Weeks before he would be accused of detonating a bomb in a New York subway corridor, Akayed Ullah was a "happy" religious man, so "loving and giving" that he traveled hundreds of miles, at one point sleeping under a tree, to deliver medicine to Rohingya refugees. That's the portrait painted by friends and relatives of the Bangladesh native interviewed by the New York Times, which presents a strikingly different portrayal alongside its own. The Times reports Ullah—who investigators say was monitoring jihadi websites—might not have been "following his own heart" but rather the directions of al-Qaeda, which had urged Muslims to help the Rohingya, a Muslim ethnic group that recently fled Myanmar. Ullah would later tell investigators he was inspired by the Islamic State to attack the US for policies targeting Muslims.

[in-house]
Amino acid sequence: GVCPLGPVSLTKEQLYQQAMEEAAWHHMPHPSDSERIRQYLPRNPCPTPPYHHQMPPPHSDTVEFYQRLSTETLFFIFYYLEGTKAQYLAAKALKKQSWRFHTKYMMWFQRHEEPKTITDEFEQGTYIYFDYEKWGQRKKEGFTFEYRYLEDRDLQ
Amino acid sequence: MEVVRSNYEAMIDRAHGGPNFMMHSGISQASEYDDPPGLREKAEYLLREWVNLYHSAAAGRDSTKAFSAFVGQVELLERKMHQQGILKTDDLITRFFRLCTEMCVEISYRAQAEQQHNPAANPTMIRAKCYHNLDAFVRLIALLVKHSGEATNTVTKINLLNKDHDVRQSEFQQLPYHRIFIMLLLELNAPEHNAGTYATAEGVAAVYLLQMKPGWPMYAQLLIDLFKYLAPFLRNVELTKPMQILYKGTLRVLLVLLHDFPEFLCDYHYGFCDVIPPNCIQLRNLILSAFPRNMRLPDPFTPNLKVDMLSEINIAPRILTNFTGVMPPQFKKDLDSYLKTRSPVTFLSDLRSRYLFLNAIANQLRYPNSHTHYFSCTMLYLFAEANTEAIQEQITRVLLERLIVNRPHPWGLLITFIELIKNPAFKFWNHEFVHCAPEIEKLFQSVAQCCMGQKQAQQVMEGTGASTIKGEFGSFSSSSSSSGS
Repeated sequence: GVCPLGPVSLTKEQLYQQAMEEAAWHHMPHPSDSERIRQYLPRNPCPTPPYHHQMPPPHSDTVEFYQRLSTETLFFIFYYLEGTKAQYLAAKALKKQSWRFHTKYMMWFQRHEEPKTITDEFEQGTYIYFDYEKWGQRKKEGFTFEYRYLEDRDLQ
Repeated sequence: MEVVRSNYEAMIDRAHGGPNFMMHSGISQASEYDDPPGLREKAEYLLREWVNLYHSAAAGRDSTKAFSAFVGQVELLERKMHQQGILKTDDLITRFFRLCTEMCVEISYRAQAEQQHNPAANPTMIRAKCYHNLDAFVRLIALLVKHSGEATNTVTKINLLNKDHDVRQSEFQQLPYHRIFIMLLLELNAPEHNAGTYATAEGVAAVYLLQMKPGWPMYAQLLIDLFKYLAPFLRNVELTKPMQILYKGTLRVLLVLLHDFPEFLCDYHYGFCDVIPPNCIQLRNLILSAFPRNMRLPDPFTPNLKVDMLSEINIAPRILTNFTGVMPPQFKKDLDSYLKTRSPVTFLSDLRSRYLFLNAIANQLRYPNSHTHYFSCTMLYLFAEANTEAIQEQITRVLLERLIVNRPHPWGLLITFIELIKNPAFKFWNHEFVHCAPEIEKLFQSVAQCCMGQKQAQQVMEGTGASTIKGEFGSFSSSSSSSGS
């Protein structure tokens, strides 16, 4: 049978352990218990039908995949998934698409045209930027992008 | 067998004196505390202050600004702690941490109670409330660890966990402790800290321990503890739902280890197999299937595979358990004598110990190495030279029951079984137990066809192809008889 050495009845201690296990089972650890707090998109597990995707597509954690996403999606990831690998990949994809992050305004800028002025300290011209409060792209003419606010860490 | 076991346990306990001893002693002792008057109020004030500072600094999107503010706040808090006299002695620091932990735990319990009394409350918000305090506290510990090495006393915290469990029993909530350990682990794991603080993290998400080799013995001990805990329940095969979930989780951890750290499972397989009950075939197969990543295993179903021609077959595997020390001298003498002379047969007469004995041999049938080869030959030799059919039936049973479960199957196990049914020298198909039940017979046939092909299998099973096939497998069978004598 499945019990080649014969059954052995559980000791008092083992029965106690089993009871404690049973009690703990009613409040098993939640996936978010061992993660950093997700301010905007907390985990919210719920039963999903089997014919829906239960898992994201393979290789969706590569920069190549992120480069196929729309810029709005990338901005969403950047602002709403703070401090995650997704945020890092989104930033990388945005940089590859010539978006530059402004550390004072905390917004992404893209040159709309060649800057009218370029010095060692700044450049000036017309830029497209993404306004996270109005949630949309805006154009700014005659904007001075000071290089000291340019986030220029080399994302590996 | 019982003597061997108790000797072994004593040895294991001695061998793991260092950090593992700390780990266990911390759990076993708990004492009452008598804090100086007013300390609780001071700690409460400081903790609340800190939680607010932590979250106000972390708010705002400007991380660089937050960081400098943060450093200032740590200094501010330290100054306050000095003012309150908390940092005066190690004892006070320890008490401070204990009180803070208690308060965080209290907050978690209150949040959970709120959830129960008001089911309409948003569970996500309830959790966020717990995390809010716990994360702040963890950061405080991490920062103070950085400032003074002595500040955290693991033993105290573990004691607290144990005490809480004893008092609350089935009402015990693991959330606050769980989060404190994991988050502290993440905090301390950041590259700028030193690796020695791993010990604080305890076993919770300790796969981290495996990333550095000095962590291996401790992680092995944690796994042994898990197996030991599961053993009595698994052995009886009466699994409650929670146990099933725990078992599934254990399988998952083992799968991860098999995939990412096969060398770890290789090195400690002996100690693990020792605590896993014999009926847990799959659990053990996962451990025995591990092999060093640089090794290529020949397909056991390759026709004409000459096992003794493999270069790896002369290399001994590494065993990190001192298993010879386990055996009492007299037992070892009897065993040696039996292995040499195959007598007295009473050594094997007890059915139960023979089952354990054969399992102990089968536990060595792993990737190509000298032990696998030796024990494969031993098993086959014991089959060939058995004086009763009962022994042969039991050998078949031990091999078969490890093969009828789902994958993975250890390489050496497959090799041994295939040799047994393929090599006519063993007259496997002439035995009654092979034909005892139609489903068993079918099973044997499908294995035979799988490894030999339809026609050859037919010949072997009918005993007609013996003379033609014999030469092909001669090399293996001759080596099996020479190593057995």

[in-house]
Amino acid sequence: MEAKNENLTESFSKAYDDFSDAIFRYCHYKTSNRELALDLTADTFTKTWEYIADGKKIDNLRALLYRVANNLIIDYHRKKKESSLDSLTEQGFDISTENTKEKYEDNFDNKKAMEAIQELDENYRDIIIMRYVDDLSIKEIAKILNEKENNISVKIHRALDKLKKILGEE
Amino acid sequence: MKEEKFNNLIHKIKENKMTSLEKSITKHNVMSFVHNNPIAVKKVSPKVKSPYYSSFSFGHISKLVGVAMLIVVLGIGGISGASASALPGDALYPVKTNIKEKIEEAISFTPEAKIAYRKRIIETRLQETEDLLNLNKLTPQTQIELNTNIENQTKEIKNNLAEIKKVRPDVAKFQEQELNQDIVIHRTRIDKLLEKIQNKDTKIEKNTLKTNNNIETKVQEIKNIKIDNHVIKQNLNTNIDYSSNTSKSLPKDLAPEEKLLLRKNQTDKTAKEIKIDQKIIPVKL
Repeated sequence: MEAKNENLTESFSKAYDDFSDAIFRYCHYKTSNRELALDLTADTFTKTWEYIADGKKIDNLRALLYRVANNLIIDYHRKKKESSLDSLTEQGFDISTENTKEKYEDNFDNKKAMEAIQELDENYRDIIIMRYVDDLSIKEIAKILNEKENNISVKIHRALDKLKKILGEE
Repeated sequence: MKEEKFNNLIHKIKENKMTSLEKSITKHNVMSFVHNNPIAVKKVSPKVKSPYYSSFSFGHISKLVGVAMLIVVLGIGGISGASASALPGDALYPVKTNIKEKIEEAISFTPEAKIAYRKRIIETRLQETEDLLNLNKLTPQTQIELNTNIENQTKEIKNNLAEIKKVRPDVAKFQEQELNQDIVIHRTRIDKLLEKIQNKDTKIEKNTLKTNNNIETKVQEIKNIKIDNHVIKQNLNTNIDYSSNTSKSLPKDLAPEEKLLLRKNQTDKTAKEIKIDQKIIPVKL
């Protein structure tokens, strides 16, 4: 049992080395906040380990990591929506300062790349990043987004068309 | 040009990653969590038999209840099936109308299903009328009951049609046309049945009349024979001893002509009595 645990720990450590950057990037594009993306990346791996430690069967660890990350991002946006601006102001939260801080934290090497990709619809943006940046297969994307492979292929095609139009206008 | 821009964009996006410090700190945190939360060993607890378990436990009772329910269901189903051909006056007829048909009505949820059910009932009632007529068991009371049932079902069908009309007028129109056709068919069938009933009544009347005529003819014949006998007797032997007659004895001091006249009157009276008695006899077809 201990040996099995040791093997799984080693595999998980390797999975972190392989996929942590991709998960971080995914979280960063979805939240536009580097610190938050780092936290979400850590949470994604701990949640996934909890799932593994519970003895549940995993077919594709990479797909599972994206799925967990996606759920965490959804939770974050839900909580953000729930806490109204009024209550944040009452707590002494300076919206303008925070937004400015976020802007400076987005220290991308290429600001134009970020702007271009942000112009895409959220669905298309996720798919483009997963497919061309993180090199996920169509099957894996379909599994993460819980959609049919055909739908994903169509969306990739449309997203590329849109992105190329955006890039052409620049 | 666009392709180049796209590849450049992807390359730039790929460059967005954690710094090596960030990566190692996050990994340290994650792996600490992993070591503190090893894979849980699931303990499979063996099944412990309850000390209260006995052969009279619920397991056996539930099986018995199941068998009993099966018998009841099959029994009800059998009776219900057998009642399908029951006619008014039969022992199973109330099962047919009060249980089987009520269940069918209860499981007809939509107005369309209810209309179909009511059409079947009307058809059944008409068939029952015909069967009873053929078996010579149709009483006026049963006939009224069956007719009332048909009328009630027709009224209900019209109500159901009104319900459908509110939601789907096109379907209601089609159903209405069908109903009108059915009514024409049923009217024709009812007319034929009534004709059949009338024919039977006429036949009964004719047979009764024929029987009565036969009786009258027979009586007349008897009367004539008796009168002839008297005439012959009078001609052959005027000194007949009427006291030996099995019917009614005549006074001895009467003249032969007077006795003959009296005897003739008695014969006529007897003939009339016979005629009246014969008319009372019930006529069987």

Those who knew him say the 27-year-old didn't seem like the kind of person to commit a terrorist act, though his mother-in-law says he returned from refugee camps in September enraged that the Rohingya were "living in hell." Around the same time, he tried to get his wife to read a book written by a jailed Islamic scholar calling for the murders of those who insult Islam. Some wonder whether Ullah met militants known to be recruiting at the Rohingya camps. "Definitely someone helped him around," a former member of an Islamist group tells the Times. A complaint, however, states Ullah began reading about ISIS online in 2014, three years after he moved to New York, and researched explosives in 2016, per Quartz. "You guys in the West are naive," an analyst tells the Times. "You give more space for the preachers, the hate speech. We don't tolerate it."